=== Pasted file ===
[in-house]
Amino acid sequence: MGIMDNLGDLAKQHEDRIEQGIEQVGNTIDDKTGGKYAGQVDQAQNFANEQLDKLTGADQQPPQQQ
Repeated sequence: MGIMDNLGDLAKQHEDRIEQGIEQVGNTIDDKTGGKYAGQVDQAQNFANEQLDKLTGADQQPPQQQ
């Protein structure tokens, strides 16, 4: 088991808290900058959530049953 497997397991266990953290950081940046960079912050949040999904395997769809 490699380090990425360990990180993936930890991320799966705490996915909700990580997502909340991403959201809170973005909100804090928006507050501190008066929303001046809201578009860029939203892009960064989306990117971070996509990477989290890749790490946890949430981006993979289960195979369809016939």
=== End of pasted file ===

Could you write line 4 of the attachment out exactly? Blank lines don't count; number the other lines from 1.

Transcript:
């Protein structure tokens, strides 16, 4: 088991808290900058959530049953 497997397991266990953290950081940046960079912050949040999904395997769809 490699380090990425360990990180993936930890991320799966705490996915909700990580997502909340991403959201809170973005909100804090928006507050501190008066929303001046809201578009860029939203892009960064989306990117971070996509990477989290890749790490946890949430981006993979289960195979369809016939």